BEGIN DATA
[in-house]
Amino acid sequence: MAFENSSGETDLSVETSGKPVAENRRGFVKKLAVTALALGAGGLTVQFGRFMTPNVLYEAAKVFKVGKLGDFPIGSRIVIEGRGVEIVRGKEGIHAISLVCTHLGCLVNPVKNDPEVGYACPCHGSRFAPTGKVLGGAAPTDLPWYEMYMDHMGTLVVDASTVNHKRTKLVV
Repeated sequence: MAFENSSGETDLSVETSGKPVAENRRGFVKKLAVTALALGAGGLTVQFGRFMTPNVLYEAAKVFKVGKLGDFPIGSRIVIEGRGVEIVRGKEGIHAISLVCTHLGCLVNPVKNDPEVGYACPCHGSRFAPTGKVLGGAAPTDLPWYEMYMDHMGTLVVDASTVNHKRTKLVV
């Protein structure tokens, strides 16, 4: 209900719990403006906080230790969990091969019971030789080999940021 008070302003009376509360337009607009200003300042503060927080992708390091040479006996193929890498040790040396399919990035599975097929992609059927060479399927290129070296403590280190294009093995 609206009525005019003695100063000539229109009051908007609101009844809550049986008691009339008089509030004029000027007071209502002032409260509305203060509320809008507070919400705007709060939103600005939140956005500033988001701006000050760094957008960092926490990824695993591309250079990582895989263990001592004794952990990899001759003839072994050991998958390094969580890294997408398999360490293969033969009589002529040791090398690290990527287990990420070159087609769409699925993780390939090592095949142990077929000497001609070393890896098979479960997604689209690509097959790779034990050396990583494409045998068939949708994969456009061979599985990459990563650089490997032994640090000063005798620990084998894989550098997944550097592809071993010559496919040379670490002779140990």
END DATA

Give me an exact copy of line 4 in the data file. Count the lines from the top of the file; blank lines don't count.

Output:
């Protein structure tokens, strides 16, 4: 209900719990403006906080230790969990091969019971030789080999940021 008070302003009376509360337009607009200003300042503060927080992708390091040479006996193929890498040790040396399919990035599975097929992609059927060479399927290129070296403590280190294009093995 609206009525005019003695100063000539229109009051908007609101009844809550049986008691009339008089509030004029000027007071209502002032409260509305203060509320809008507070919400705007709060939103600005939140956005500033988001701006000050760094957008960092926490990824695993591309250079990582895989263990001592004794952990990899001759003839072994050991998958390094969580890294997408398999360490293969033969009589002529040791090398690290990527287990990420070159087609769409699925993780390939090592095949142990077929000497001609070393890896098979479960997604689209690509097959790779034990050396990583494409045998068939949708994969456009061979599985990459990563650089490997032994640090000063005798620990084998894989550098997944550097592809071993010559496919040379670490002779140990």